One of the modules on the Cardiff MA, taught by a colleague (Shelagh Weeks), is  ‘The Teaching of Creative Writing’ (Module SET203). The assessment comes in the form of a 3,000 word essay, submitted after the students have spent some weeks working with aspiring writers in schools and with our own undergraduates. Here is a sample quotation:

‘Some students have considerable phantasies about becoming a writer, of what they think being a writer will do for them. This quickens their desire, and helps them get started. But when the student begins to get an idea of how difficult it is to complete a considerable piece of work – to write fifteen thousand good words, while becoming aware of the more or less impossibility of making significant money from writing – she will experience a dip, or ‘crash’ and become discouraged and feel helpless. The loss of a phantasy can be painful, but if the student can get through it – if the teacher can show the student that there’s something good in her work and help her endure the frustration of learning to do something difficult – the student will make better progress.’

In marking this, I would have pointed out the clumsy repetition of ‘considerable’. Nor do I much care for ‘the more or less impossibility’, but the argument being made seems sound enough.

In fact, the piece was written by Hanif Kureishi and published in issue 37 of The Reader (Spring 2010). Much more helpful than the Kureishi who tells us that creative writing courses are simply a waste of time.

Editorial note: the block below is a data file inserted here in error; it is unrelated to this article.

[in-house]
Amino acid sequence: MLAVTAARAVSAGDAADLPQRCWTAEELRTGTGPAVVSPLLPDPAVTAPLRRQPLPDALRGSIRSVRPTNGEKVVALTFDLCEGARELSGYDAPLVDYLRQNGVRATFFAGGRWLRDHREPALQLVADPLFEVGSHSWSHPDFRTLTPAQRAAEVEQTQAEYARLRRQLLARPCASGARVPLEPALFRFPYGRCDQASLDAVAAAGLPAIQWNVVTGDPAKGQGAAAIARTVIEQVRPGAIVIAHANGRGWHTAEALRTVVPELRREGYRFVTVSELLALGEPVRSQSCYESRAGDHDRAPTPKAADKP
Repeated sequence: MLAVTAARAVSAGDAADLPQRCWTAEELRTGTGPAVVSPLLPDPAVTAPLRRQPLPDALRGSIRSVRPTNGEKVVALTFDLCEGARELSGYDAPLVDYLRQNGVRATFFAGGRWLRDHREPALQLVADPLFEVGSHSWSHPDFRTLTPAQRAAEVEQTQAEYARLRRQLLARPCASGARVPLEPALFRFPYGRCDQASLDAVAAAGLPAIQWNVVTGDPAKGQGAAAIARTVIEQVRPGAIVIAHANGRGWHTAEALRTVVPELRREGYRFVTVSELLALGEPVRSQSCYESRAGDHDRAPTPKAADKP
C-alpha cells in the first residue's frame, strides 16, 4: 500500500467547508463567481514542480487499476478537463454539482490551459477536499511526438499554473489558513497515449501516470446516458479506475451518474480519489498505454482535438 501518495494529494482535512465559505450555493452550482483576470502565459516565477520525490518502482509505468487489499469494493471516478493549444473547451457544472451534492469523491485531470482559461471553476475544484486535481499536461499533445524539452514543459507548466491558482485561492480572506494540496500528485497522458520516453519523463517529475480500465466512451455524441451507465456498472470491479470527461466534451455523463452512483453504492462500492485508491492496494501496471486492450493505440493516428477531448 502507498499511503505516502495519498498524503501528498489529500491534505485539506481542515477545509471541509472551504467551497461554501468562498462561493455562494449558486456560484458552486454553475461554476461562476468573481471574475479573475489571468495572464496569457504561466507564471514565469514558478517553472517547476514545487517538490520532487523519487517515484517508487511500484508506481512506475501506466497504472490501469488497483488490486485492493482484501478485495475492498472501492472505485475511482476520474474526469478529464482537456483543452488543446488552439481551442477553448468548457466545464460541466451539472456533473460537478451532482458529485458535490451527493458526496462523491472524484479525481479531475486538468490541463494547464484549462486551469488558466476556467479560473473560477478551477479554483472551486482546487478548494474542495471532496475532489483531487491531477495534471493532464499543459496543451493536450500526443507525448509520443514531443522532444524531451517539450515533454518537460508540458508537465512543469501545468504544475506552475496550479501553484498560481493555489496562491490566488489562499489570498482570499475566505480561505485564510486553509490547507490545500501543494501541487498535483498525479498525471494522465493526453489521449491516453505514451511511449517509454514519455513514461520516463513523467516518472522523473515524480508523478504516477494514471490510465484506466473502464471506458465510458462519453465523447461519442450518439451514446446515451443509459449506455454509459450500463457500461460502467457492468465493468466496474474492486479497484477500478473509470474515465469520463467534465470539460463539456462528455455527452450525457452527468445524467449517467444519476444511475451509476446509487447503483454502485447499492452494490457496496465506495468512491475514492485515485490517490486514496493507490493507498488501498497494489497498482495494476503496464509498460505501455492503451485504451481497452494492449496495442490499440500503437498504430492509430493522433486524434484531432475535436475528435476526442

Etymology of vagabondage

27 Feb
Leatherman

The Leatherman (ca. 1839–1889) was a vagabond famous for his handmade leather suit of clothes, who traveled a circuit between the Connecticut River and the Hudson River, roughly from 1856 to 1889.

Taken to task by a reader over the complicated etymology of vagabondage, I realise the need for another post on the subject.

In an earlier post I referred to the cirujas of Buenos Aires, otherwise known as cartoneros, those nocturnal seekers-out of trash bins, whose primary task is to find materials for recycling (plastic, cardboard, paper etc). Cartoneros are a sub-category of ciruja, a professional scavenger of all types of object for which a use or purpose can be made. That is why I likened the ciruja to a kind of street alchemist, seeking out base metal to transmute into gold. But I can see, as I was chided, that there is nothing especially poetic about this.

Whereas with the linyeras, there is. The definition of linyera given in my dictionary of  lunfardo (Buenos Aires slang) is: “Persona vagbunda, abandonada y ociosa (idle), que vive de variados recursos (living off a variety of resources).” The word originally comes from the Piedmontese linger, which meant “a posse of tramps”. These fit the more romanticized notion of the classical vagabond, moving around the country (or the globe) without direction or purpose, usually associated in North America with the hobo, whose preferred means of travel was jumping trains, an occupation which was until not so long ago manageable in Europe also, but which has now become as obsolete as hitchhiking.